Based on estimates from the Center on Budget and Policy Priorities and the National Education Association, an 8.4% cut to Perkins in FY13 would amount to a $94 million cut. A cut of this magnitude would bring funding down to 1999 levels at time when there are 2.5 million more students enrolled in CTE than there were in 1999. There is however, some good news. We had originally believed that sequestration would cut Perkins advance appropriations immediately on January 3, 2013, but the Department released a clarifying memo on Friday that read in part:

If Congress does not act to avoid sequestration, and assuming the 2013 appropriations for these four accounts are structured similarly to past appropriations (which they are under the pending House and Senate appropriations bills), the Department will take the sequester from funds that would become available in July 2013 for school year 2013-14, not from the 2012 advance appropriations available in October 2012. The amount of the reduction will be calculated by applying the sequester percentage (to be determined by the Office of Management and Budget) to the fiscal year 2013 budgetary resources from both the 2012 advance appropriations and the 2013 regular appropriations that are available for the four accounts. The calculated sequester amount will then get subtracted from the July 2013 funding. The net effect will be to cut the funding level for the programs in the four accounts with advance funding by the same percentage as all other programs, projects, and activities.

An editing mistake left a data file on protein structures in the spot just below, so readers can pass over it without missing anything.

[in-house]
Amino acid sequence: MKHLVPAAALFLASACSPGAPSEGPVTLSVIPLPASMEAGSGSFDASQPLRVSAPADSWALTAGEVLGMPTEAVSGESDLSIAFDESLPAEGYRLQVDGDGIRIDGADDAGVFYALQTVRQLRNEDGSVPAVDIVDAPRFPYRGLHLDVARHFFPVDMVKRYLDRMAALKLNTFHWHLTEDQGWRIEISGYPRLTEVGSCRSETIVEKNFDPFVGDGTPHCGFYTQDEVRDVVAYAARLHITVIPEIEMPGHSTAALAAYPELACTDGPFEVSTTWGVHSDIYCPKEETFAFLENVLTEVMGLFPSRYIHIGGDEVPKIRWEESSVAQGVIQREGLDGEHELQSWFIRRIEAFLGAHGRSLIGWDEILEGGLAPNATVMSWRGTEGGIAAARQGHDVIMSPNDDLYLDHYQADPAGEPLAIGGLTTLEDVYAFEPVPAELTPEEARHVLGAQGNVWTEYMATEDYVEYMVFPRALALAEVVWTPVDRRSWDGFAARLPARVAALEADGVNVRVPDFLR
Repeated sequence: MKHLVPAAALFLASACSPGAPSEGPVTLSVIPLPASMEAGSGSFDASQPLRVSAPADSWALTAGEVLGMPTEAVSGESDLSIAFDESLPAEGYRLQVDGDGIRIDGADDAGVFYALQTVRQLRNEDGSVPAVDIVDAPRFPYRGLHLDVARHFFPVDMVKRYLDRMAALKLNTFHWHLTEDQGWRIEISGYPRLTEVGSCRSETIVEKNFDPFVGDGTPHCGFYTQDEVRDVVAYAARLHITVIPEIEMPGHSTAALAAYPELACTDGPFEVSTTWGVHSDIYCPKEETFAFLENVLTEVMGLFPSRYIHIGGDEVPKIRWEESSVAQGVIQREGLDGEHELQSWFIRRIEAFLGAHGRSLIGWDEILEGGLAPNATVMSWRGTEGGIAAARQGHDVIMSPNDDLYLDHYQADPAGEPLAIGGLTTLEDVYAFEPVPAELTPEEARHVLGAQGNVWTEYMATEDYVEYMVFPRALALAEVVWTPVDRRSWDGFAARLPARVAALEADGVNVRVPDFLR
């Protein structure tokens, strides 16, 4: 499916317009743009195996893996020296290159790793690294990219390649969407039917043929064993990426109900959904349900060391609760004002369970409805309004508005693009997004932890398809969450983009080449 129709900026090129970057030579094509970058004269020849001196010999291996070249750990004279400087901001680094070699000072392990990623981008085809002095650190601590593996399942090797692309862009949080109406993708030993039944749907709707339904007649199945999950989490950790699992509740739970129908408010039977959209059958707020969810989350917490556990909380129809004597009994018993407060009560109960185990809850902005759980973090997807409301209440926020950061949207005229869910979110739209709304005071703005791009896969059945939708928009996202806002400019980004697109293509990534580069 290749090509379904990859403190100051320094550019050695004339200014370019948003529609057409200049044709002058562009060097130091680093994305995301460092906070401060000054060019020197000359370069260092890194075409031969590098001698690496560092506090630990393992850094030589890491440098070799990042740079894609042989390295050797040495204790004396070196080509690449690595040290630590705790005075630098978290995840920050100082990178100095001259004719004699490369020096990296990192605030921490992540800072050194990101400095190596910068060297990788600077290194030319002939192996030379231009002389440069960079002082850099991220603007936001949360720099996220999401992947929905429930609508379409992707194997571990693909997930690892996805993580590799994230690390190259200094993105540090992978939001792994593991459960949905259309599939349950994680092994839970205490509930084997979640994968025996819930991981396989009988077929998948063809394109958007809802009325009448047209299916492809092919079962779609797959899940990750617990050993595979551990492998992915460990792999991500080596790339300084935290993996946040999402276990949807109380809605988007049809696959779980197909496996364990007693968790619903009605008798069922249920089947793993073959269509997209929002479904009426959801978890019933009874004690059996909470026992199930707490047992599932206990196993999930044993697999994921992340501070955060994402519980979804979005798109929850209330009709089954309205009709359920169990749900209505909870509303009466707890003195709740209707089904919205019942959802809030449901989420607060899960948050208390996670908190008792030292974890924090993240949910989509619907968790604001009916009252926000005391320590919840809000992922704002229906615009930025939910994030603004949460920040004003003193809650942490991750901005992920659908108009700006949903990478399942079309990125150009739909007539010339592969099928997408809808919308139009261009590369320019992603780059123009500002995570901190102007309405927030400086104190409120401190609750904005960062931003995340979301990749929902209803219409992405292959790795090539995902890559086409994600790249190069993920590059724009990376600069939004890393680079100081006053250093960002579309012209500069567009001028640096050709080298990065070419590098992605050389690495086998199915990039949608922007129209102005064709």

We also want to bring to your attention the results of a survey conducted by the American Association of School Administrators (AASA) on the impact of sequestration on schools. The overwhelming majority of respondents (90 percent) said that neither their state nor their district would be able to absorb or offset the sequestration cuts. Fifty-four percent said that they have built in the potential cuts to their 2012-2013 school year budgets. The areas that are most likely to be affected, according to survey respondents, are: professional development, after-school programs, laying off instructional staff, and increasing class size.